Postcard Boy’s cross medium work holds his vision true and creates a space of its own
Stream: “Flight” – Postcard Boy
It’s always refreshing when an artist’s musical vision is blended seamlessly with a unique visual purpose. This is the case with Postcard Boy, whose music comes to life in his visual work. Prior to releasing music, Garrett Seaman focused on his visual work through the alias “phlym”, capturing photos for clients like LANY, Brixton, and Emma Chamberlain. His genuine enjoyment and passion for his work, led him to learn a lot about himself and has continued with who he is as a creative today. When honing in more on his music, he realized that he was connecting with people in ways he didn’t see coming. “That’s what makes art so powerful, it can pull out emotions and come to fruition in ways that surprise the audience as well as the artist themselves.”
Postcard Boy blends nostalgic sounds with strong visual aspects to transport fans into his world. Directing and editing his own videos allows his imagination to become real life. It’s obvious that his accompanying videos have a clear vision, thus elevating his artistry. “I’ve just gravitated toward the freedom of creativity since I was super young and that has carried through until now.” Sonically, his music can take you into a place of happiness and sadness simultaneously. With mellowed electric guitar and a soothing voice, there is a nostalgic element in the mix. Possessing melodic vocals reminiscent of Ryan Beatty and Role Model, everything about his music project is beautifully executed.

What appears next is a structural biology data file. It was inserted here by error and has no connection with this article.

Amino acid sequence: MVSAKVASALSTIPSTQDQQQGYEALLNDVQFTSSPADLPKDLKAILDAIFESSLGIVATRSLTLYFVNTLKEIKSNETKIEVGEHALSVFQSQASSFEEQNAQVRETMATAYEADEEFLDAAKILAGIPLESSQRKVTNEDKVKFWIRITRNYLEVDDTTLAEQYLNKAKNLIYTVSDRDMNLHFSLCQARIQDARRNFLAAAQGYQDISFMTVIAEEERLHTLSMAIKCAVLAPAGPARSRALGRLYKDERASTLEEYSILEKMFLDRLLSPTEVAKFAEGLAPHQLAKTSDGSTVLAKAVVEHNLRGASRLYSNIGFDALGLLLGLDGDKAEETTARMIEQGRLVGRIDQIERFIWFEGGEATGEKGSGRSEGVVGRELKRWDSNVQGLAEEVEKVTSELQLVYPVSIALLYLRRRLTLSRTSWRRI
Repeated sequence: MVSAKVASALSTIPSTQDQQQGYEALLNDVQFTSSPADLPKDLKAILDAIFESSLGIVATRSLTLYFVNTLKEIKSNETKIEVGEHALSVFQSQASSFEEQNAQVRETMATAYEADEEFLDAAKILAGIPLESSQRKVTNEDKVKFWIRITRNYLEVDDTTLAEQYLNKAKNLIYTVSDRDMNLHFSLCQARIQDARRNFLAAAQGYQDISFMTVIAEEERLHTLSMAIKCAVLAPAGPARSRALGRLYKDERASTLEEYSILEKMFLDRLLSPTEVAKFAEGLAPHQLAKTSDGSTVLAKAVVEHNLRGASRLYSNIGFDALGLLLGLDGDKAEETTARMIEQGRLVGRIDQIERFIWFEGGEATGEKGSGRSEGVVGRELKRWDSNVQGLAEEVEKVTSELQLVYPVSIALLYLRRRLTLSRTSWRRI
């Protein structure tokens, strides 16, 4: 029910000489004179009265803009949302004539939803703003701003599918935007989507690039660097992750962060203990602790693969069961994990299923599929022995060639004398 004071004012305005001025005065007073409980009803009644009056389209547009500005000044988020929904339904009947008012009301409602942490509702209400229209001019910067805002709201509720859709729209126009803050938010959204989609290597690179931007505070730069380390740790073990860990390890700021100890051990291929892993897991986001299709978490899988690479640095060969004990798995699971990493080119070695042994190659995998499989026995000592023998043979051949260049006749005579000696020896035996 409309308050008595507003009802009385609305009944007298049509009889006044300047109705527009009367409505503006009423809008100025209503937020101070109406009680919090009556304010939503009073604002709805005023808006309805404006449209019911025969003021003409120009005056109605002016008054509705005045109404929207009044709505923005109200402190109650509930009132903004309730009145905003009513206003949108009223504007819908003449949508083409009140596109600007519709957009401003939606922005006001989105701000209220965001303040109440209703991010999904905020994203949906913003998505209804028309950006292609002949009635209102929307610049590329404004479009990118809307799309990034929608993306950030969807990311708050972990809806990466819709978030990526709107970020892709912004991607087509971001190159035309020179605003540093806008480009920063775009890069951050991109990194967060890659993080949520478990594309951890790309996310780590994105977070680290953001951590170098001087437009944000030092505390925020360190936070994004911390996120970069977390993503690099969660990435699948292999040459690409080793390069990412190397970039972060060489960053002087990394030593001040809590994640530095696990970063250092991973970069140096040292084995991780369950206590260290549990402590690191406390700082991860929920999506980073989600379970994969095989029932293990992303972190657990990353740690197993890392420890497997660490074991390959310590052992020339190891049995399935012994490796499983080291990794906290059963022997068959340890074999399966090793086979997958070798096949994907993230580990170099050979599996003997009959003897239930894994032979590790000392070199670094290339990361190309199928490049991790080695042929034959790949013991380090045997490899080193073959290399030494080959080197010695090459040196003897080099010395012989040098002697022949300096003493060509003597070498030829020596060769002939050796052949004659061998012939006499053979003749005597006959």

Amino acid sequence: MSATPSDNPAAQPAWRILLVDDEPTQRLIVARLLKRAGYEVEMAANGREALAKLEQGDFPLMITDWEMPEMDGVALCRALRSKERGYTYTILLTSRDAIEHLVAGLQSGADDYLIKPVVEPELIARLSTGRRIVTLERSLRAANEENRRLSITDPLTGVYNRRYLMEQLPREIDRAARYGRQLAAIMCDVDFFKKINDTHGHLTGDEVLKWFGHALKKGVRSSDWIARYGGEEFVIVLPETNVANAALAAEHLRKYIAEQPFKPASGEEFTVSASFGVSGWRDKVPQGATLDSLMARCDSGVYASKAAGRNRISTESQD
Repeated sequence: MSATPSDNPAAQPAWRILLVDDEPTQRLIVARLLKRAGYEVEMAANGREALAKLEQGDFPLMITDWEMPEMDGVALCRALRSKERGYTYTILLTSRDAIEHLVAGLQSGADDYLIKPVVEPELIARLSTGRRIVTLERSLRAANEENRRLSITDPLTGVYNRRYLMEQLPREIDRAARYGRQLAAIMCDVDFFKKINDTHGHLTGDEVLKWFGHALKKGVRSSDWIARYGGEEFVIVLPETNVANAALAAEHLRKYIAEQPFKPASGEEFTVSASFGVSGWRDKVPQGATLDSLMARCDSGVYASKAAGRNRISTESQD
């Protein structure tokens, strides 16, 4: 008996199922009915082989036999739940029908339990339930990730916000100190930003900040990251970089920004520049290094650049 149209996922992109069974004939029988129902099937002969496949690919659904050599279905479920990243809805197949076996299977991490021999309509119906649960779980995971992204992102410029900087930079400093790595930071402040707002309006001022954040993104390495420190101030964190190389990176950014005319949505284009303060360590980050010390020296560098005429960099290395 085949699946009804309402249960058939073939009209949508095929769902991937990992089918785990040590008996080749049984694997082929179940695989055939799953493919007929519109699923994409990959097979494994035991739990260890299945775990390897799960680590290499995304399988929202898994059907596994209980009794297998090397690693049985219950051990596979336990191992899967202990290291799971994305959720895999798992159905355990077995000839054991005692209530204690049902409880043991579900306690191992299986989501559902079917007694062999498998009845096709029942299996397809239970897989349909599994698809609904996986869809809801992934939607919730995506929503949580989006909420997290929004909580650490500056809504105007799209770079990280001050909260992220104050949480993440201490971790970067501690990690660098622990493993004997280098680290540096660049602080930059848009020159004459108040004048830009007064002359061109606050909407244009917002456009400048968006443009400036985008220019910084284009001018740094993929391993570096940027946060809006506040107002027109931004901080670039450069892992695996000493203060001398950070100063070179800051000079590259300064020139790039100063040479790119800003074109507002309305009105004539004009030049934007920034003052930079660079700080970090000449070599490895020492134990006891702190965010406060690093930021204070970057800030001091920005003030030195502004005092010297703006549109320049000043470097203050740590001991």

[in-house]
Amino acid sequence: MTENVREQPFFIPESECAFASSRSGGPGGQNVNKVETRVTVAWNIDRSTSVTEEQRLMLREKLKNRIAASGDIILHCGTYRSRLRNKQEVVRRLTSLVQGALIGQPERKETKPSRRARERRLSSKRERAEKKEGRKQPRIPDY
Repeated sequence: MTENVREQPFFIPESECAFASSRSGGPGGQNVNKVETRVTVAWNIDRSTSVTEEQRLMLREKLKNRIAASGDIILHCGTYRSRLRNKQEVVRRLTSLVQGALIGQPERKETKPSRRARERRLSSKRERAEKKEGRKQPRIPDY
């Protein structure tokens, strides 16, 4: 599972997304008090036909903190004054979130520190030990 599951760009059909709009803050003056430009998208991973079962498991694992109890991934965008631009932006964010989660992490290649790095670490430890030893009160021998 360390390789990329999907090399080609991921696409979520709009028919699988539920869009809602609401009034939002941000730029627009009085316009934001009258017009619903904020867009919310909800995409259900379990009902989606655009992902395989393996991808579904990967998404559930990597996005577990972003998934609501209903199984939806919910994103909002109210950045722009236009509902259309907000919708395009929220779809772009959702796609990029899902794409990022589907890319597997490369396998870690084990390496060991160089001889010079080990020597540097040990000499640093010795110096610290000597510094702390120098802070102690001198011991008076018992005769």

Spend everyday like it’s the weekend
Wasting freedom and the
boredom’s setting in
We’ll talk for hours about nothing
Just how we wish were something
like we’re in kindergarten
Going through the motions
Oh so sunkissed and full
of a hundred pointless tales
Still we hope it never ends,
it’s closing in now
We decide that it’s the perfect moment
The uncertainty in pursuing music can be daunting for some artists, but Postcard Boy is a firm believer that what you put in is what you get out.
Consistently learning and putting in the work, will open up anyone’s creative capacity. There’s one thing for sure. Postcard Boy is an upcoming artist of his time. His passion with unwavered dedication for art is apparent, and will be joining household names in the near future.
Atwood Magazine talks with Postcard Boy about what he’s up to these days, his creative background, and his forthcoming EP Limbo coming out this June. The first single off the new EP, “Flight”, is out now with the first of many accompanying videos for the project as a whole.
Time stands still for a while
These days replay in my mind
Tonight til’ I realize
These feelings already took flight
Yeah, you could tell me
Yeah, you could tell me
Reminisce on your old memories
All about bullshit fantasies
Stream: “Flight” – Postcard Boy
MEET POSTCARD BOY
Atwood Magazine: Hello! First, I hope you are doing well during quarantine. What is keeping you busy these days?
It fluctuates for sure, but I’ve actually been doing pretty good. I’ve been taking walks everyday around the neighborhood and reading. I’m back at my home in San Diego with my parents, so I’ve been enjoying good home cooked meals and watching movies with them. I’m also in online school now for college, which is a whole new adjustment to say the least. And of course, I’m making music when it feels right. Definitely missing my friends a lot too, so my screen time has skyrocketed because of FaceTiming.
Anyone new on your playlists that you have been listening to?
I’ve been listening to a lot less music on quarantine, which is weird. Normally at school I’d be walking around campus listening to something. If I’m driving somewhere there’s music always on. At home, I only listen to music if I go on a walk and that’s about an hour a day, which isn’t much. Narrowed down to artists I’ve been mainly listening to American Pleasure Club and Luke Prost.
I’d love to know the backstory behind the name Postcard Boy. Where did it come from?